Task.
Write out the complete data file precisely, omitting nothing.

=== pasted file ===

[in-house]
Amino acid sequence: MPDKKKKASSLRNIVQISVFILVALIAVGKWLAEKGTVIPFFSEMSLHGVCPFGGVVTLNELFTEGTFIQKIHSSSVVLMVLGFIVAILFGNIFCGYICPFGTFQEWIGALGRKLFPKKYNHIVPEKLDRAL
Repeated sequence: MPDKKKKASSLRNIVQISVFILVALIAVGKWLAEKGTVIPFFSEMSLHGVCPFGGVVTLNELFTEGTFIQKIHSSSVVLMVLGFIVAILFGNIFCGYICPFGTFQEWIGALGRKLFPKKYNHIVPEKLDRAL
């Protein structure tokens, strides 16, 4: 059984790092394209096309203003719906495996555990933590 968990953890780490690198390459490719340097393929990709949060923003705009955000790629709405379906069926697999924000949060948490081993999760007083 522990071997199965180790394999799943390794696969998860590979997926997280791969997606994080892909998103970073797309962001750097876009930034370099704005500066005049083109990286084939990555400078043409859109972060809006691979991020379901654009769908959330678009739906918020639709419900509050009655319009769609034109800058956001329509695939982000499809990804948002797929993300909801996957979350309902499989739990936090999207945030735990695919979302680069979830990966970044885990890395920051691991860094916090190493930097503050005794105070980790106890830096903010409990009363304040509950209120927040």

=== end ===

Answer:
[in-house]
Amino acid sequence: MPDKKKKASSLRNIVQISVFILVALIAVGKWLAEKGTVIPFFSEMSLHGVCPFGGVVTLNELFTEGTFIQKIHSSSVVLMVLGFIVAILFGNIFCGYICPFGTFQEWIGALGRKLFPKKYNHIVPEKLDRAL
Repeated sequence: MPDKKKKASSLRNIVQISVFILVALIAVGKWLAEKGTVIPFFSEMSLHGVCPFGGVVTLNELFTEGTFIQKIHSSSVVLMVLGFIVAILFGNIFCGYICPFGTFQEWIGALGRKLFPKKYNHIVPEKLDRAL
């Protein structure tokens, strides 16, 4: 059984790092394209096309203003719906495996555990933590 968990953890780490690198390459490719340097393929990709949060923003705009955000790629709405379906069926697999924000949060948490081993999760007083 522990071997199965180790394999799943390794696969998860590979997926997280791969997606994080892909998103970073797309962001750097876009930034370099704005500066005049083109990286084939990555400078043409859109972060809006691979991020379901654009769908959330678009739906918020639709419900509050009655319009769609034109800058956001329509695939982000499809990804948002797929993300909801996957979350309902499989739990936090999207945030735990695919979302680069979830990966970044885990890395920051691991860094916090190493930097503050005794105070980790106890830096903010409990009363304040509950209120927040």